The LLM Mesh: A Common Backbone for Generative AI Applications

Dataiku Company, Dataiku Product, Scaling AI Clément Stenac

As more and more organizations experiment with Generative AI and deploy it in production, a crucial question emerges: Can these applications be both safe and scalable in an enterprise context? The answer is yes, via the LLM Mesh — a common backbone for Generative AI applications that promises to reshape how analytics and IT teams securely access Generative AI models and services. 

The LLM Mesh enables organizations to efficiently build enterprise-grade applications while addressing concerns related to cost management, compliance, and technological dependencies. It also enables choice and flexibility among the growing number of models and providers.


We’re thrilled to be joined by our LLM Mesh Launch Partners Snowflake, NVIDIA, Pinecone, and AI21 Labs as we address the critical need for an effective, scalable, and secure platform for integrating LLMs in the enterprise. The full list of Dataiku’s LLM Mesh integrations include:

Hosted LLM API Services:

  • Snowflake
  • AI21 Labs 
  • Azure OpenAI Service
  • Google Vertex AI
  • AWS Bedrock
  • OpenAI
  • Anthropic
  • Cohere
  • MosaicML

Self-Hosted Private LLM:

  • Hugging Face (Llama2, Falcon, Dolly 2, MPT, and other fully-private LLMs)

Vector Stores:

  • Pinecone
  • ChromaDB

Accelerated Computing:


This article summarizes core challenges that the LLM Mesh answers (namely, managing safety, performance, and cost), the main benefits organizations can drive by leveraging it, and how Dataiku enables organizations to build and deploy enterprise-grade Generative AI applications via the LLM Mesh. 

Overcome Generative AI Roadblocks With the LLM Mesh 

To build Generative AI applications that generate both short-term and sustained value, analytics and IT teams need to surpass several key challenges. The LLM Mesh was designed to address:

Choice and Dependency: Application builders have a growing choice of models from different providers at their disposal. This is a good thing: Different models and providers allow organizations to choose a model and service that best suits the cost, performance, and security needs of a given application. Given the fast-moving landscape, teams will benefit from keeping their choices open versus falling victim to lock in. However, if the application is "hardwired" to the underlying model or service, this makes testing different models difficult in the design phase and creates a dependency that can be difficult and expensive to break once the application is deployed into production.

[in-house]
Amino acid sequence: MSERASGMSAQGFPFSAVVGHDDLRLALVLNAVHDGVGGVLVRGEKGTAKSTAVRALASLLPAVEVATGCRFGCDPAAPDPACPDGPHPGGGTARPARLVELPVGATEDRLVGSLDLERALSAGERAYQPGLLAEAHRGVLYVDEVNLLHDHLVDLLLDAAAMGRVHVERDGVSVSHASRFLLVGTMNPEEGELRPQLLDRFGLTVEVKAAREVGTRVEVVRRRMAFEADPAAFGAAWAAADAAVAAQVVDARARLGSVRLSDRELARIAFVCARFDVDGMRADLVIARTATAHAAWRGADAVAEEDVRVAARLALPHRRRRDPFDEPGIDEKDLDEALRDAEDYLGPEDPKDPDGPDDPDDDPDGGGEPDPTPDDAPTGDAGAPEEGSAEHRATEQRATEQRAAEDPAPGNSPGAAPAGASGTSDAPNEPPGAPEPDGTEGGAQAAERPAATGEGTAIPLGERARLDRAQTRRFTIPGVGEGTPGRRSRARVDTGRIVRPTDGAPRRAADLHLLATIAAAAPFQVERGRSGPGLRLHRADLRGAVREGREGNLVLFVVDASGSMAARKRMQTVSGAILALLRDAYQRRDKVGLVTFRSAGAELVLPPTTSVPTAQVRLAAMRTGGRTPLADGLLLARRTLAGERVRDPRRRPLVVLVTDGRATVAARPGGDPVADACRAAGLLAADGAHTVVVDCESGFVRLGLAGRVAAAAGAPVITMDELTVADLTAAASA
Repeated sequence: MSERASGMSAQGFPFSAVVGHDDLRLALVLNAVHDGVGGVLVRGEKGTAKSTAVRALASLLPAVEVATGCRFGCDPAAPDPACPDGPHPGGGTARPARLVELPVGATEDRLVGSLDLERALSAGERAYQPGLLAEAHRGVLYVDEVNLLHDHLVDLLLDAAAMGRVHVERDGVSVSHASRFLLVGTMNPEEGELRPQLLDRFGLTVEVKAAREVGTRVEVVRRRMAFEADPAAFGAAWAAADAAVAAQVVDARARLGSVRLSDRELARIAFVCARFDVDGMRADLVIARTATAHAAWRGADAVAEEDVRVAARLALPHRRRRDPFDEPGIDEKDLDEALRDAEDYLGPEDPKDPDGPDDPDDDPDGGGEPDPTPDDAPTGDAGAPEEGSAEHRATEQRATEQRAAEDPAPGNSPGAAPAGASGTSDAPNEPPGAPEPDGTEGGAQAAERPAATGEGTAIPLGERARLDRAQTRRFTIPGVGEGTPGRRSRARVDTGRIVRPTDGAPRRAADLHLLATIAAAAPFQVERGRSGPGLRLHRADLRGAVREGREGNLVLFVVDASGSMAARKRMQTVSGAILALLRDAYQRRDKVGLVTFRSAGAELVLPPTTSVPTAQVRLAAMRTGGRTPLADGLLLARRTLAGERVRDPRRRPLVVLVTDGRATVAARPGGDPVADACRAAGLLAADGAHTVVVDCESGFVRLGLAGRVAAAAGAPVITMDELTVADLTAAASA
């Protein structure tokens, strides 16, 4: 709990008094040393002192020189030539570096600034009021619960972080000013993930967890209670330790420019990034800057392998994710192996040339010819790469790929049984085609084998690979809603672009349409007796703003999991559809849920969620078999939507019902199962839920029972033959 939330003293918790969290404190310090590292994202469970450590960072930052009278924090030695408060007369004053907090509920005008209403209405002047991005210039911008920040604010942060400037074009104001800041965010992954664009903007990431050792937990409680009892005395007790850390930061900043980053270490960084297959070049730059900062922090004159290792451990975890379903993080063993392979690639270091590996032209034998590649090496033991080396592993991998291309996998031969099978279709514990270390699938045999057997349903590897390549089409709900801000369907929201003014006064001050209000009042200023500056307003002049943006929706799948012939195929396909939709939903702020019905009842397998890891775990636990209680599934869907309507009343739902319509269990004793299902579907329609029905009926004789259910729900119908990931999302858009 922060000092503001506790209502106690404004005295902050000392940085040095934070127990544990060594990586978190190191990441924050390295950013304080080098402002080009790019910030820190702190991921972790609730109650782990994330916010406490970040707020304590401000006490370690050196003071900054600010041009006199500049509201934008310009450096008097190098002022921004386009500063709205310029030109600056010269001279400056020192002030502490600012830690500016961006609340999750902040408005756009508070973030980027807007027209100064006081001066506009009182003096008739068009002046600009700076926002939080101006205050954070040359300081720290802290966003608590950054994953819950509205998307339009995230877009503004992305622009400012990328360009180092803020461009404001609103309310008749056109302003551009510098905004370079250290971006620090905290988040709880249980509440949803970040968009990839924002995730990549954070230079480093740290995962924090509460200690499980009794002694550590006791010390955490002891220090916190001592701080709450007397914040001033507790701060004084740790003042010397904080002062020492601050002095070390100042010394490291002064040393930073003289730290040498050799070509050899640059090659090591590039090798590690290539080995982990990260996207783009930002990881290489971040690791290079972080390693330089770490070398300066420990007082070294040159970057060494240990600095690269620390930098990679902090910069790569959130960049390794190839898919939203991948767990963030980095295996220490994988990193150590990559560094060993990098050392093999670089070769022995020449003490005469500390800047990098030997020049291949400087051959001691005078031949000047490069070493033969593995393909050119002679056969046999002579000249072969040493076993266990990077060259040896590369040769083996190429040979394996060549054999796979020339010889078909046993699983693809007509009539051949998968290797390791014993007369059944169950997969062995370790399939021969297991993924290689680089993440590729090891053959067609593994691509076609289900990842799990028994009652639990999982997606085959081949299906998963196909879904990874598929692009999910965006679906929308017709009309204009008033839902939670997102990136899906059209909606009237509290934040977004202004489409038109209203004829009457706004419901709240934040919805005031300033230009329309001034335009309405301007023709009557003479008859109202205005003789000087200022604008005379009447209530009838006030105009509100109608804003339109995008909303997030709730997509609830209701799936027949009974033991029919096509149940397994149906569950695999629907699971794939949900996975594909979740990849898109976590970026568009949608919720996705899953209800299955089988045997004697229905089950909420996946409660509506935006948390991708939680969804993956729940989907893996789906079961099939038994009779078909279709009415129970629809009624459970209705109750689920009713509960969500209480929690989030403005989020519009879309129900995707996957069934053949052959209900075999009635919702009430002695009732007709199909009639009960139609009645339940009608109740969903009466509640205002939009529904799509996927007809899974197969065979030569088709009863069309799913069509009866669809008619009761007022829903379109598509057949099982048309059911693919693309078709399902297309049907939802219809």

Cost: Creating and running LLMs is expensive, and providers naturally pass that cost along via API fees. So, failure to properly manage requests, especially for repeated prompts, could result in sizable unforeseen costs and a severe black eye for IT Operations. While data teams will evaluate the performance of LLMs based on accuracy, IT has to focus on latency and SLAs. 

Privacy, Security, & Compliance: Users of LLM applications create prompts that may convey sensitive corporate IP or PII. This data leakage could result in loss of revenue, significant fines (from regulators) or a PR disaster, should such data appear in the public domain. Further, new AI regulations, like the EU AI Act, will require companies using LLMs to show where they are using the technology, who has access to the technology, and to prove they are limiting the risk to consumers or face significant fines. Finally, responses from LLMs may contain inappropriate or even offensive content (known as toxicity). Allowing employees or, even worse, customers to view this content could seriously impact your business from a customer relationship, legal, and PR perspective.

Benefits of the LLM Mesh 

With the LLM Mesh sitting between LLM service providers and end-user applications, companies have the agility to choose the most cost-effective models for their needs, ensure the safety of their data and responses, and create reusable components for scalable application development. Let’s dive a bit deeper into some of these key advantages:

1. Decoupling Application From Service Layer

It is not always immediately clear which LLM is going to provide the best output for the application that a team is attempting to build. They need to balance cost, security, performance, and speed. First, in the design phase, they need to be able to efficiently test different models to determine which will work best. Then, they need to maintain the ability to change once the application is deployed. This decoupling of the application and AI service layers makes it possible to design the best possible applications, and then maintain them easily in production.